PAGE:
Neuroimaging studies show that a person’s amygdala, a part of the brain responsible for emotional memories, is associated with social anxiety disorders.
Lifestyle treatments and alternative therapies for individuals with autism can help manage anxiety symptoms.
However, learning the causes and triggers of a person’s anxious behavior is crucial in prescribing appropriate treatment plans for individuals with autism and social anxiety.
Elevated comorbidity burdens among people with autism include psychiatric illnesses, seizures, and gastrointestinal disorders. The gut microbiome modulates the neurotransmitter production involved in mental disorders.
Managing Social Anxiety in Adults With Autism
Individuals with autism spectrum disorders often experience social anxiety. Some symptoms experienced by these people include excessive sweating, panic attacks, self-harm, hyperventilation, and they might also be at risk for excess weight gain.
These social anxiety episodes are triggered by different factors, such as worrying about uncertainties, communication barriers, and stressful situations.
Martha, a mother of a 21-year-old girl with autism spectrum disorder, shared her experience with her daughter’s battle with social anxiety.
“For quite some time, it was just me and my daughter in the house, and she struggled with social anxiety. So I decided to enroll her in a social skills class to help her manage her stress.
The night before her first class, she had a hard time falling asleep. She went into my room crying so hard that she couldn’t breathe.
I rushed over to her and started consoling her with her breathing exercises. It took a while before she calmed down.
When I asked her what was wrong, she said she was afraid that something bad would happen to her in class the next day.
I looked at her and knew that she was genuinely scared. I tried to comfort her by listing down all of the activities they would do during their class. She attentively listened until she fell asleep.
The following day, she woke up in a good mood. We drove to the class and met with her teacher.
When my daughter was asked how she was, she shyly pulled away and hugged me. I knew she’s starting to get scared again, so I squeezed her hand, smiled, and gave her a thumbs up.
She knew that it meant everything’s going to be okay. So she imitated the thumbs up and showed it to her teacher. Her teacher smiled and welcomed her to the classroom.”
Uncertainty is one of the triggers of social anxiety among adults with autism. It’s best if they are informed in advance about what will happen in social events or activities.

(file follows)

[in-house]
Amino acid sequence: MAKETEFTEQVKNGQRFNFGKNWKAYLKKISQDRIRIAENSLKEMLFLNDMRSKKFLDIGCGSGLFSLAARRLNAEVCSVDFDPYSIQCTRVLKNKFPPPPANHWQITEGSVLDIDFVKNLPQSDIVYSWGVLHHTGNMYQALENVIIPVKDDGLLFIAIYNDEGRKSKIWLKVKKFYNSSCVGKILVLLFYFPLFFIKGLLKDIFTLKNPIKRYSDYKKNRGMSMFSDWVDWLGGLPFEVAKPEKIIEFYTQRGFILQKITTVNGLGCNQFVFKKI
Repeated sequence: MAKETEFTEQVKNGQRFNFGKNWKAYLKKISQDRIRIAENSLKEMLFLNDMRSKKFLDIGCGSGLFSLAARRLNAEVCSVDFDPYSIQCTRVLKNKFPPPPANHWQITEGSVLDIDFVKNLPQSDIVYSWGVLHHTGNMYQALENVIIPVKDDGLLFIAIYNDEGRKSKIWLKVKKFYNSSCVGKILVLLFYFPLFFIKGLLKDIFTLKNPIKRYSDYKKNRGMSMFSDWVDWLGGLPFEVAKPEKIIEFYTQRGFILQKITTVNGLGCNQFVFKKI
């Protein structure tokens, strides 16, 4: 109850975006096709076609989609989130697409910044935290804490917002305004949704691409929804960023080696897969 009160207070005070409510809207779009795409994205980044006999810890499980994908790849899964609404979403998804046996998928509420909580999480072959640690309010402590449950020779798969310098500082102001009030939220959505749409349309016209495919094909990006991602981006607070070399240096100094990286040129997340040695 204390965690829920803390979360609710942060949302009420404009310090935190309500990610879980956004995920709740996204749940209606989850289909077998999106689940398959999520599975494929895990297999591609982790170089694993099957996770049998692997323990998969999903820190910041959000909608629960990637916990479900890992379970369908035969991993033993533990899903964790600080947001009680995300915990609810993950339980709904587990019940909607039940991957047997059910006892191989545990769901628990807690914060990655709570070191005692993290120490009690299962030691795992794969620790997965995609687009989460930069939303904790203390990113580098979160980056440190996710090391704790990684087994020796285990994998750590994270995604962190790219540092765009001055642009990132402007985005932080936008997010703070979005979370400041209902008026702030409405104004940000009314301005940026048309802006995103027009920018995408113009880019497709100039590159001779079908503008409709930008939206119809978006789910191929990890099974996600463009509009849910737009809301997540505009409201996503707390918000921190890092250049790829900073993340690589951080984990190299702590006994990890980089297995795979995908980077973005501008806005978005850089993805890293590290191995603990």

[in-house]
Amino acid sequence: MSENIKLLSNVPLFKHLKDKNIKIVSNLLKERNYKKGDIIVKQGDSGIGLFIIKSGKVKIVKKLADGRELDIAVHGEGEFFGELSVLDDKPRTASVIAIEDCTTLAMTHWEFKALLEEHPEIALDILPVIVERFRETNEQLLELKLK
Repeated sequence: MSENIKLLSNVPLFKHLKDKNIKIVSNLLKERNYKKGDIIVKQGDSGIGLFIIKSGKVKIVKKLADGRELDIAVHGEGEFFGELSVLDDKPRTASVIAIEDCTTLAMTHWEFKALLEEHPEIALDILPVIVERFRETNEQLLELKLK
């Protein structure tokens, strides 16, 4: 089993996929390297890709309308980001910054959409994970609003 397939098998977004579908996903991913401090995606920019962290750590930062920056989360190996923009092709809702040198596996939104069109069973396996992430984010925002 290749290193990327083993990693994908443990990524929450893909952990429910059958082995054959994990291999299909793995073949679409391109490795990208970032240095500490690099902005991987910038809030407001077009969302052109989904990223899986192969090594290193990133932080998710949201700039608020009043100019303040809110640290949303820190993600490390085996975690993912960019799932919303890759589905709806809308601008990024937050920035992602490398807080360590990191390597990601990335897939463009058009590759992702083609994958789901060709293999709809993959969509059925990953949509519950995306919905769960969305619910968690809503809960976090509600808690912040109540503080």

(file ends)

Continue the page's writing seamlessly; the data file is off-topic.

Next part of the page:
List down the sequence of events that they can look forward to in social situations. Having a structured plan can help minimize stress.
Practice Relaxation Techniques
It is essential to know some soothing techniques when out socializing with other people. Simple breathing exercises can be helpful in situations where there are unforeseen triggers.
Self-soothing techniques, like listening to music, taking a warm bath, and deep breathing, may also help in dealing with social anxiety.
Manage Energy Levels
Some social gatherings and events can drain one’s energy and contribute to stress.
It is advisable to have time-outs to do creative activities, pursue a hobby or interest, or engage in nature to recharge and reset time.
Some people with autism have prescriptions for anxiety. Ensure that these medications are packed and ready in case severe panic and anxiety attacks occur.
However, be cautious when taking medicines for anxiety, for they may have adverse effects. Consult a doctor before taking or administering these medicines.
There are therapies, such as cognitive-behavioral therapy (CBT), that can help individuals with autism who suffer from social anxiety.
CBT focuses on teaching individuals with autism to:
- Identify anxious thoughts and work to enhance executive functions
- Improving engagement with others and reciprocity skills
- Help cope with difficulties in abstract thinking
This program often progressively exposes individuals with autism to their feared stimuli to help them manage their response.
Anxiety Disorders in Adults With Autism
Adults with autism may also experience other forms of anxiety, such as separation anxiety, phobias, and obsessive-compulsive disorders.
This type of anxiety stems from the attachment of the person with autism to another person or thing. When that person or thing moves away or suddenly goes away, separation anxiety occurs.
Separation anxiety is characterized by:
- Constant worrying of losing a loved one
- Refusing to do sleep away from a loved one
- Worrying that something terrible will happen
- Does not want to be alone
There are instances when anxiety arises in individuals with autism due to intense, irrational fear of something or phobia.
People with autism have high responsiveness to sensory stimulation. These phobias may include unusual stimuli, loud environments, and present fears, like animals or the dark.
Obsessive-Compulsive Disorders (OCD)
People with this disorder experience anxiety due to unwanted, obsessive thoughts and compulsions or repetitive behaviors that are responses to their anxiety.
When an individual has an OCD, they often:
- Spend at least an hour a day thinking about these obsessive thoughts or doing these compulsions.
- Cannot control their excessive thoughts and behaviors.
- Does not feel pleasure in doing any of the compulsions but may feel a little bit of relief from anxiety.